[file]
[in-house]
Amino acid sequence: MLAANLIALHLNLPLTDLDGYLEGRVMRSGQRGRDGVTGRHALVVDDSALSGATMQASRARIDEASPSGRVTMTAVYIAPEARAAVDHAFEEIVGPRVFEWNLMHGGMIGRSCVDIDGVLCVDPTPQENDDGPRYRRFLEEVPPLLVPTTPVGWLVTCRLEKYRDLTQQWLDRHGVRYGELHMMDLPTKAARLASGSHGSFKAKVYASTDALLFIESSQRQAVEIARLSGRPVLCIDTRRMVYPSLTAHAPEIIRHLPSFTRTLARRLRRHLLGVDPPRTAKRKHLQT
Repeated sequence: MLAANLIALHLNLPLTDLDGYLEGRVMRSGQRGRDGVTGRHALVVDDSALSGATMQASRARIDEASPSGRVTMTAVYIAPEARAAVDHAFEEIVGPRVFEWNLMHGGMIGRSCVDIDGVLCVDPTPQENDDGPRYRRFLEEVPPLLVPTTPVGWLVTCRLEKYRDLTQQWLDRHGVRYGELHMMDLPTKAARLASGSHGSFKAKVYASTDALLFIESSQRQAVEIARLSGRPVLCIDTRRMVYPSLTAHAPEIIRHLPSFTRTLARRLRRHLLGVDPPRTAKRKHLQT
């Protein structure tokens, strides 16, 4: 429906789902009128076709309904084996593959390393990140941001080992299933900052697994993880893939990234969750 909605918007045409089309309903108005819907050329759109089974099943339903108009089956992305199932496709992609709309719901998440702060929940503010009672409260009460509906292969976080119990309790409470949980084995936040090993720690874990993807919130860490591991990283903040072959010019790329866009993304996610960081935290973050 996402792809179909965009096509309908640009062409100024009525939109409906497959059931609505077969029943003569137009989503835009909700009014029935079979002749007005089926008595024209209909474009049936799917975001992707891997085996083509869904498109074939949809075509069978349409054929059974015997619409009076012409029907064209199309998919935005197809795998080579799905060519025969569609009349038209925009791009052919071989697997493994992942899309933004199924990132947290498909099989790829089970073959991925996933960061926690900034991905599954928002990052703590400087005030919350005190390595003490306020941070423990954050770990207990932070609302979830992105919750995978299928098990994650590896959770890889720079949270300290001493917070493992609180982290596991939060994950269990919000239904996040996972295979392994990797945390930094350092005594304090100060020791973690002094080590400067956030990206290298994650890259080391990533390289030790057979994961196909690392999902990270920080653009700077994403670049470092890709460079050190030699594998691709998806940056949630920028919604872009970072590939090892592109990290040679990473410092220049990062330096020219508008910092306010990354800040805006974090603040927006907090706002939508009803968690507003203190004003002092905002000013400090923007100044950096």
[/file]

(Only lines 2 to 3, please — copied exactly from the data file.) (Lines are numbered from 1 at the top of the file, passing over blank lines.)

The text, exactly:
Amino acid sequence: MLAANLIALHLNLPLTDLDGYLEGRVMRSGQRGRDGVTGRHALVVDDSALSGATMQASRARIDEASPSGRVTMTAVYIAPEARAAVDHAFEEIVGPRVFEWNLMHGGMIGRSCVDIDGVLCVDPTPQENDDGPRYRRFLEEVPPLLVPTTPVGWLVTCRLEKYRDLTQQWLDRHGVRYGELHMMDLPTKAARLASGSHGSFKAKVYASTDALLFIESSQRQAVEIARLSGRPVLCIDTRRMVYPSLTAHAPEIIRHLPSFTRTLARRLRRHLLGVDPPRTAKRKHLQT
Repeated sequence: MLAANLIALHLNLPLTDLDGYLEGRVMRSGQRGRDGVTGRHALVVDDSALSGATMQASRARIDEASPSGRVTMTAVYIAPEARAAVDHAFEEIVGPRVFEWNLMHGGMIGRSCVDIDGVLCVDPTPQENDDGPRYRRFLEEVPPLLVPTTPVGWLVTCRLEKYRDLTQQWLDRHGVRYGELHMMDLPTKAARLASGSHGSFKAKVYASTDALLFIESSQRQAVEIARLSGRPVLCIDTRRMVYPSLTAHAPEIIRHLPSFTRTLARRLRRHLLGVDPPRTAKRKHLQT